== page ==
August 12, 2006

Olfactory Memory

It is autumn. We are matched with birthparents, all of us waiting for you to be born. I spend whole evenings in your room, folding clothes, smoothing bedsheets, sorting diapers and formula into tidy rows. I am willing my hope to be as solid as the items I touch. Before bed each night I slip into the darkened room to look at the empty cradle and think of you sleeping in your birthmother’s womb. The space is filled with the smell of baby lotion, diapers, fresh linens, new clothes--sweetly mingled into an almost overwhelming scent.

It’s nine and a half months later and I’m reaching to the back of a shelf in your room when from deep inside the cupboard the scent hits me. Suddenly I’m feeling all of it again—the longing, hope, worry, joy, vulnerability. Again I’m waiting to hold you, waiting to know you, waiting for someone else to make me your mother.

August 08, 2006

Into the Void

Ten days from now we are moving, packing up our things and ourselves for what was meant to be a more affordable, sustainable life one thousand miles away. Leaving behind the heat, smog and soul-crushing compactness of the city, but also the vibrancy and color. This metropolis has been my home for the whole of my adult life. It is where I forged my identity. It is where we have built networks of dear friends. And it is the place where Puppy came to me.

The move date was set much sooner than we expected, leaving us busy with details and not sure how to say good-bye in the short time we have left. I was flipping through my date book this evening, looking at how the little squares were filling with last visits with friends, appointments and tasks.

Suddenly I turned to the day after the move and saw nothing but page after page of blank white. Time to write a new life, but also time to fall in to the emptiness with nothing left to catch you.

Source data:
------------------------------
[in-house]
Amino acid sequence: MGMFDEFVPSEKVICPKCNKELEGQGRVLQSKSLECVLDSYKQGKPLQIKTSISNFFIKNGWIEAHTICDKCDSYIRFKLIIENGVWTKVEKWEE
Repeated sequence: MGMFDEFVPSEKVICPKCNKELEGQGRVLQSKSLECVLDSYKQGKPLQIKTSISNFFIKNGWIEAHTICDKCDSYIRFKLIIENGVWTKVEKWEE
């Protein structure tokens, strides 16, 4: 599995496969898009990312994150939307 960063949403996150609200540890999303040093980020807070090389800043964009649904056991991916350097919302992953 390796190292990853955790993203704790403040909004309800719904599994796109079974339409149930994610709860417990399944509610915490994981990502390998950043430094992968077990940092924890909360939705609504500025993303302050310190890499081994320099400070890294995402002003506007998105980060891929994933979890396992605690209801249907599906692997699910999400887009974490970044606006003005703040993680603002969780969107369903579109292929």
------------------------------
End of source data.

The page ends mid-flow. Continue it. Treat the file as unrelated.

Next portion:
June 17, 2006

You know it's summer...

...when you wish your DMV wait had been longer so you could enjoy the sweet, sweet air conditioning.

May 07, 2006

It was bound to happen sometime

Puppy rolled off the couch today. While I was sitting right next to him. Distracted by (oh, the shame) something on the Internet.

Thankfully, he didn't bump the coffee table. He seemed more surprised than anything. But, boy, did I feel negligent.

May 04, 2006

Leaving Home

Puppy started daycare this week.

That's a sentence I never thought I would write--never thought I would allow myself to write. In the days when T and I had hours to sit around and talk dreamily about being parents, we breezily agreed that we wanted a parent to be home with our children while they were small. It didn't matter which one of us it was at home (how progressive!), but parenting would be our top priority (how dedicated!). During the home study process for the adoption, as we filled page after page with essay questions on our parenting philosophy, we waxed on about how flexible we were with our careers and how terribly committed to having one of us at home (although we had enough sense to throw in "if we can make it work financially").

By staggering T's paternity leave and my own maternity leave, we were able to be at home full-time for Puppy's first six months. Then we were faced with reality. By personality , T is a much better fit to be a primary caregiver. But even as a lowly public servant, T makes far more money than I do; living on my income alone was not an option. And, thanks to this crazy-expensive part of the U.S. we call home, neither was living on T's salary alone. So with much philosophical hand-wringing (on my part, at least), we picked out a warm, loving daycare facility close to our home.

The first morning I steeled myself for the guilt of leaving my precious baby for an entire day. But from the second we walked in the door, he never looked back. I kissed his chubby cheek as he lunged for something bright and shiny. When I arrived to pick him up in the afternoon, he looked up with a smile ("Oh, great, you've come to join us!"), then turned straight back to gnawing on his toy. It was that way every day this week. He loves it. He's in a room full of toys. There are other kids his age to squeal at. Multiple caregivers attend to his every need. If I didn't know better, I'd think my kid has more fun at daycare than he does at home with me.

It's a bit of a blow to the ego, you know?
Related Posts Plugin for WordPress, Blogger...